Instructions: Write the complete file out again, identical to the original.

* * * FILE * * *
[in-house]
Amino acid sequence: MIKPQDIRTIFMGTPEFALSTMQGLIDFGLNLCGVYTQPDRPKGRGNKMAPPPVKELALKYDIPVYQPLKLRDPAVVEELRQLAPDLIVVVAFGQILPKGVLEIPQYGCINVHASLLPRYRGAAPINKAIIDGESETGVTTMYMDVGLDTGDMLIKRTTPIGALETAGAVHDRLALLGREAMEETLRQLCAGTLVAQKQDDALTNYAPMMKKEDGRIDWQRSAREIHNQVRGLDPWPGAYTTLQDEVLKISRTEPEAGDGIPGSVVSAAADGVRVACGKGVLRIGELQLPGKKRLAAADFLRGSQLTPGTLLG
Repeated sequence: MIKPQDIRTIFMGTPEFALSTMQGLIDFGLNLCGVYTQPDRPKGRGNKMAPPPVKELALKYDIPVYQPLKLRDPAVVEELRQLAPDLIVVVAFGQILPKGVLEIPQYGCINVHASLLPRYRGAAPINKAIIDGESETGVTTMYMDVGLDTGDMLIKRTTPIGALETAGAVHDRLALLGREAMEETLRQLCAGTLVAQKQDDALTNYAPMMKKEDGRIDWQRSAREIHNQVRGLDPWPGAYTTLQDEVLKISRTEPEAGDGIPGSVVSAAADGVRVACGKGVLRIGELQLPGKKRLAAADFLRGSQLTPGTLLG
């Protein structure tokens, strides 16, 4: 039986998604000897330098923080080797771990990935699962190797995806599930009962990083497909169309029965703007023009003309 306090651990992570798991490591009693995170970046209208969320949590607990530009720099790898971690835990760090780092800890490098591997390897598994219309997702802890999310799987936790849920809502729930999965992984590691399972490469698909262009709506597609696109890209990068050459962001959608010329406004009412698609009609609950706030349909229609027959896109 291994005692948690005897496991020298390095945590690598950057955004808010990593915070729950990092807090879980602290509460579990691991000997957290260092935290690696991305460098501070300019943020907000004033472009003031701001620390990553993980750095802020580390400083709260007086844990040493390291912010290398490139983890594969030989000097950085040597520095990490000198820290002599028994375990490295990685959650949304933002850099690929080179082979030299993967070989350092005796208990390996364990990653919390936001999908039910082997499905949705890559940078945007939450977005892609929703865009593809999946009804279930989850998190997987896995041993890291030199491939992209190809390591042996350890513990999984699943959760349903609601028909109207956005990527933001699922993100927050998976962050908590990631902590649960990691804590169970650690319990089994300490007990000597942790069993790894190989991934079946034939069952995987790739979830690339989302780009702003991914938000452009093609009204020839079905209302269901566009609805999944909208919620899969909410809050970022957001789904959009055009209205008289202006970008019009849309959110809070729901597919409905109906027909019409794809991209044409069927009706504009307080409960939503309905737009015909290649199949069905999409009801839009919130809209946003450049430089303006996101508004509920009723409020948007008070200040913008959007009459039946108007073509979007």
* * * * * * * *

[in-house]
Amino acid sequence: MIKPQDIRTIFMGTPEFALSTMQGLIDFGLNLCGVYTQPDRPKGRGNKMAPPPVKELALKYDIPVYQPLKLRDPAVVEELRQLAPDLIVVVAFGQILPKGVLEIPQYGCINVHASLLPRYRGAAPINKAIIDGESETGVTTMYMDVGLDTGDMLIKRTTPIGALETAGAVHDRLALLGREAMEETLRQLCAGTLVAQKQDDALTNYAPMMKKEDGRIDWQRSAREIHNQVRGLDPWPGAYTTLQDEVLKISRTEPEAGDGIPGSVVSAAADGVRVACGKGVLRIGELQLPGKKRLAAADFLRGSQLTPGTLLG
Repeated sequence: MIKPQDIRTIFMGTPEFALSTMQGLIDFGLNLCGVYTQPDRPKGRGNKMAPPPVKELALKYDIPVYQPLKLRDPAVVEELRQLAPDLIVVVAFGQILPKGVLEIPQYGCINVHASLLPRYRGAAPINKAIIDGESETGVTTMYMDVGLDTGDMLIKRTTPIGALETAGAVHDRLALLGREAMEETLRQLCAGTLVAQKQDDALTNYAPMMKKEDGRIDWQRSAREIHNQVRGLDPWPGAYTTLQDEVLKISRTEPEAGDGIPGSVVSAAADGVRVACGKGVLRIGELQLPGKKRLAAADFLRGSQLTPGTLLG
């Protein structure tokens, strides 16, 4: 039986998604000897330098923080080797771990990935699962190797995806599930009962990083497909169309029965703007023009003309 306090651990992570798991490591009693995170970046209208969320949590607990530009720099790898971690835990760090780092800890490098591997390897598994219309997702802890999310799987936790849920809502729930999965992984590691399972490469698909262009709506597609696109890209990068050459962001959608010329406004009412698609009609609950706030349909229609027959896109 291994005692948690005897496991020298390095945590690598950057955004808010990593915070729950990092807090879980602290509460579990691991000997957290260092935290690696991305460098501070300019943020907000004033472009003031701001620390990553993980750095802020580390400083709260007086844990040493390291912010290398490139983890594969030989000097950085040597520095990490000198820290002599028994375990490295990685959650949304933002850099690929080179082979030299993967070989350092005796208990390996364990990653919390936001999908039910082997499905949705890559940078945007939450977005892609929703865009593809999946009804279930989850998190997987896995041993890291030199491939992209190809390591042996350890513990999984699943959760349903609601028909109207956005990527933001699922993100927050998976962050908590990631902590649960990691804590169970650690319990089994300490007990000597942790069993790894190989991934079946034939069952995987790739979830690339989302780009702003991914938000452009093609009204020839079905209302269901566009609805999944909208919620899969909410809050970022957001789904959009055009209205008289202006970008019009849309959110809070729901597919409905109906027909019409794809991209044409069927009706504009307080409960939503309905737009015909290649199949069905999409009801839009919130809209946003450049430089303006996101508004509920009723409020948007008070200040913008959007009459039946108007073509979007």